About the Author(s)

    Maya Patel Email symbol
    Department of Radiology, School of Medicine, Faculty of Health Sciences, University of the Witwatersrand, Johannesburg, South Africa

    National Radiology Services Inc, Johannesburg, South Africa


    Patel M. ‘Techtorial’: Changing paradigms. S Afr J Rad. 2022;26(1), a2571. https://doi.org/10.4102/sajr.v26i1.2571


    ‘Techtorial’: Changing paradigms

    Maya Patel

    Copyright: © 2022. The Author(s). Licensee: AOSIS.
    This is an Open Access article distributed under the terms of the Creative Commons Attribution License, which permits unrestricted use, distribution, and reproduction in any medium, provided the original work is properly cited.

    Long gone are the days of the film library and the tedious grind through packets of radiographs, heavy-weighted textbooks and stacks of printed journal articles. Thanks to technology, there has been a revolutionalised approach to the way we learn and teach radiology. New generation radiologists are fully immersed in the realm of the Internet where they self-learn remotely through online resource sites, courses, blogs and social media. Trainees are also able to perform self-evaluation tasks, have imaging reports reviewed and attempt examination preparation scenarios. Such services offer immediate gratification, convenient availability at any time or place, and the ability to learn from different institutions and experts from anywhere in the world. Spurred on by the recent pandemic, when in-person teaching interaction was interrupted, new avenues for learning have sprouted and remain popular despite the return to ‘normality’.

    So, is medical journalism also veering off course? Interestingly, apart from conversion to a digital platform, most journals still function like before, continuing in their role as the cornerstones of academia. On average, a research manuscript requires years of data acquisition, 3–6 months for data analysis and write-up, and another 6–9 months of reviewing, processing and editing by journal publishers before the reward of submission acceptance and printing. This painstaking process is undertaken with the aim of sharing derived findings and knowledge with the medical community. The information is weighted by statistics and matched with other research, deserving of attention.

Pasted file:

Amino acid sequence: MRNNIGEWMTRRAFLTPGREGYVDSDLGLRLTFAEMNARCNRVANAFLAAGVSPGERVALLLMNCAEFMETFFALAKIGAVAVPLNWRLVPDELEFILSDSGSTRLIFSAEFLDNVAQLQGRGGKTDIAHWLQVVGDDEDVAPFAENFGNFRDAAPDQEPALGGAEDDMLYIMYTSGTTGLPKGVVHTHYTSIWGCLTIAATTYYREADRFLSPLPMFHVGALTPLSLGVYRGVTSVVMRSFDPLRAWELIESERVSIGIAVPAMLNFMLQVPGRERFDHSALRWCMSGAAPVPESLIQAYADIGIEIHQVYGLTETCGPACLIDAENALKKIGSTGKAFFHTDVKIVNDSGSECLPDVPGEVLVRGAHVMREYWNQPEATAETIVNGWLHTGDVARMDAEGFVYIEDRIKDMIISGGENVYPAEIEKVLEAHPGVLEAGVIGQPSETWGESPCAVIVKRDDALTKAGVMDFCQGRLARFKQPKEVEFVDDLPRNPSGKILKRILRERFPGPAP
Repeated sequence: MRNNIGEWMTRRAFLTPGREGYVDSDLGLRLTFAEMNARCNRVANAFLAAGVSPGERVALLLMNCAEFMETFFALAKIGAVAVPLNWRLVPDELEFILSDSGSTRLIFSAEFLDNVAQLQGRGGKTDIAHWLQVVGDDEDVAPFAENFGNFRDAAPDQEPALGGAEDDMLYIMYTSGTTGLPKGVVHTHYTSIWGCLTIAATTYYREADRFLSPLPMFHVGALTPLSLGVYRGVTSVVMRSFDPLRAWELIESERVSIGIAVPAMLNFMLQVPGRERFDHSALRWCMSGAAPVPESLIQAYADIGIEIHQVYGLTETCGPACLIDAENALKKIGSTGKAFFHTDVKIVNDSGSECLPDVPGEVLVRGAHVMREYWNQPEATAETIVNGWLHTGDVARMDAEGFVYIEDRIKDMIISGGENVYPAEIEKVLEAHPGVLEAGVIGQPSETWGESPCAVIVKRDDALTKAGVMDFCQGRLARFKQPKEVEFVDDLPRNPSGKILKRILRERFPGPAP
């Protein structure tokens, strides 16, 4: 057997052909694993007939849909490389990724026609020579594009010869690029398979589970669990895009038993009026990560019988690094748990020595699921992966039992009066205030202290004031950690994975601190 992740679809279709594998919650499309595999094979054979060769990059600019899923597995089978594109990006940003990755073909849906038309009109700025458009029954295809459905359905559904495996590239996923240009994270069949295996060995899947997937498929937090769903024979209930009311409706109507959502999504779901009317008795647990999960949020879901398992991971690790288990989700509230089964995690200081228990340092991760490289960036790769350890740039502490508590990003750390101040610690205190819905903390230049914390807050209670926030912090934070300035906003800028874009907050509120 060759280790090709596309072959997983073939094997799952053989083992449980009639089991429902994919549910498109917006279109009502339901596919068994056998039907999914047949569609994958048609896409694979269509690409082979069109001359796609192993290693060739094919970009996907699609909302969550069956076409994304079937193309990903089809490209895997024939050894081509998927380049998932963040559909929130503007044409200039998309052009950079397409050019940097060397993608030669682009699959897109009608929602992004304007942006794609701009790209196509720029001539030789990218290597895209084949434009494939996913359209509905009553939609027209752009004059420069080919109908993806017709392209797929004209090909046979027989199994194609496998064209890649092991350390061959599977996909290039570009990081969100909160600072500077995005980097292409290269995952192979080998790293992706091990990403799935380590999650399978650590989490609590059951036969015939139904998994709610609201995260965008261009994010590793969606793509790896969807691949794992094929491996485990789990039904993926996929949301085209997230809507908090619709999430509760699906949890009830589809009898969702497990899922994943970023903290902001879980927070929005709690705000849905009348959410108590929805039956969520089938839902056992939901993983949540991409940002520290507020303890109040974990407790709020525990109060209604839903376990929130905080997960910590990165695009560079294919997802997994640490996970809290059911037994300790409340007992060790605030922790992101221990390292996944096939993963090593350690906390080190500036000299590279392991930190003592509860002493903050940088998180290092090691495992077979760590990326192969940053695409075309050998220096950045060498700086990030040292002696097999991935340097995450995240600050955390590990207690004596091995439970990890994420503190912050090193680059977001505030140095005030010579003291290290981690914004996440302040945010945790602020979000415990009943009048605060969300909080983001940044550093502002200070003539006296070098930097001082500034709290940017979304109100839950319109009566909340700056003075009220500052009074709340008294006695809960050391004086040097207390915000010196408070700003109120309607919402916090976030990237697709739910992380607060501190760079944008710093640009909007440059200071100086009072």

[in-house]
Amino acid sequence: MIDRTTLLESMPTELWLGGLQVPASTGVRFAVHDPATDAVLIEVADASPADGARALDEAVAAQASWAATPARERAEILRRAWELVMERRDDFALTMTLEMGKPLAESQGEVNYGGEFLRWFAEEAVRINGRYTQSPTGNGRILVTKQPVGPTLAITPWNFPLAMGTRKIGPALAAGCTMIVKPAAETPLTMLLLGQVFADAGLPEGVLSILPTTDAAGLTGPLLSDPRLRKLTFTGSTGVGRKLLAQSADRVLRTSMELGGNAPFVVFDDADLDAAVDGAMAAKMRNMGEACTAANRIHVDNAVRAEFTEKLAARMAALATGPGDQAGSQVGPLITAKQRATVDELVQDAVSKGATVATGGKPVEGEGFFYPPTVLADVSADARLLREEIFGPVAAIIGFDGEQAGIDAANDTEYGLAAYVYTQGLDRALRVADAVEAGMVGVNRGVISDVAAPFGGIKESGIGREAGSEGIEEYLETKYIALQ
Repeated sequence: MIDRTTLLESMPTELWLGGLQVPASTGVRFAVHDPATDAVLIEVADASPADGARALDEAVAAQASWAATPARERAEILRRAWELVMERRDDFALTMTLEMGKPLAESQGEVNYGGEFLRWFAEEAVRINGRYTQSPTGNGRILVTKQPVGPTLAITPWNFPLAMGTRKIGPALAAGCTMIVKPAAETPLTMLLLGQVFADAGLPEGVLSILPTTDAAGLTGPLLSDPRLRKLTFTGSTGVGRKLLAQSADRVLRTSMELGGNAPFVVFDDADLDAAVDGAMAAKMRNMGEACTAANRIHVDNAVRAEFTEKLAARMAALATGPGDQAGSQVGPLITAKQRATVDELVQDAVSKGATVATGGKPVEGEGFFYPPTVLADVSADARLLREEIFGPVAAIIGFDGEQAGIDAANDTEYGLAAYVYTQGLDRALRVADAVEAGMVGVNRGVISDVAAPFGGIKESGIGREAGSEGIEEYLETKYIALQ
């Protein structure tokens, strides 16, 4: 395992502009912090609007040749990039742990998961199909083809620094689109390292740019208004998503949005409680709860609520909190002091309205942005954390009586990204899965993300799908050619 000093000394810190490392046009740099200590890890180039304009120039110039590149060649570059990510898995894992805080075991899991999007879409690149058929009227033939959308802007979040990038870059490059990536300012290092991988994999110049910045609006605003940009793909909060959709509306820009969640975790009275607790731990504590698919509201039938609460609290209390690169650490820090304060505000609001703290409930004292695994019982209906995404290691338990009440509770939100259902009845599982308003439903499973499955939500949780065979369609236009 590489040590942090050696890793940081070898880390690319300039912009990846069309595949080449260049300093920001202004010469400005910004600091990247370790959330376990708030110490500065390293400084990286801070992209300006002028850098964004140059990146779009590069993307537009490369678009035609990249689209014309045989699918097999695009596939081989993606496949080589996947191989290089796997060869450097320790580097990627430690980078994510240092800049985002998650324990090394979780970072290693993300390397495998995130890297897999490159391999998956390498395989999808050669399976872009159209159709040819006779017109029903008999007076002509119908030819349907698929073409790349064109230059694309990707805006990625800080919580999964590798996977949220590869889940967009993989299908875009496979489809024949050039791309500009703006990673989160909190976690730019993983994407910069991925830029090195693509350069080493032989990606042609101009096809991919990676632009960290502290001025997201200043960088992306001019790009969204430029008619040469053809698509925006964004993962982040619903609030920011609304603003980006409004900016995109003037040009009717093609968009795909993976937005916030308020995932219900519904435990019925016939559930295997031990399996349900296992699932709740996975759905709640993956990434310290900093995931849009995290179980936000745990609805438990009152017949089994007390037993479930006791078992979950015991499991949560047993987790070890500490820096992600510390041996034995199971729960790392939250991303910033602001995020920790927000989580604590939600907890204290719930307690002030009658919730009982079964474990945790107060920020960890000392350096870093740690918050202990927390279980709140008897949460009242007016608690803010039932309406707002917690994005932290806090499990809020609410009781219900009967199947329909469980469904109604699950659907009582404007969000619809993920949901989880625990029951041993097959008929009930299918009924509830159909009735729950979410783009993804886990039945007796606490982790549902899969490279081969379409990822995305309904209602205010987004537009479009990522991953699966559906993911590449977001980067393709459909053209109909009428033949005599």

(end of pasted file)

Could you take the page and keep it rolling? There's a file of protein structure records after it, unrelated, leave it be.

Extrapolating from the SA Journal of Radiology (SAJR), it is clear that readership has steadily increased over the past five years, but abstract views outnumber the full manuscript pdfs. Trends seen in international journals suggest that this is probably not a unique phenomenon. In an attempt to improve dissemination of information, medical journalism too has taken to social media and blogs. Authors are recording videos of themselves delivering their manuscript abstracts and academic journals are even being converted to audible formats. Is this the way forward?

    Our brains process an extraordinary amount of digital data on a daily basis and journalism needs to burrow its way into this data to reach more audiences. Most radiologists would preferably opt to view a webinar or browse for a summarised chart on updated guidelines, rather than read the published article. Similarly, interesting imaging findings are no longer published as case reports, but rather shared on teaching sites with a few citations or instantaneously communicated via social media. A brief title or image can easily be used to spark interest and persuade further reading via embedded links. As long as the research reaches the intended audience, probably no harm is incurred.

    While gaining experience from hands-on learning is ideal and well-referenced academic publishing is the preferred means of sharing knowledge with peers, technology has become intertwined and inseparable from medicine. Embracing the use of alternative multifaceted avenues for dissemination of information seems to be a necessary paradigm adaptation as the world orbits with electronics and our brains favour a digitised landscape.

    Progress is impossible without change and those who cannot change their minds cannot change anything’ (George Bernard Shaw)

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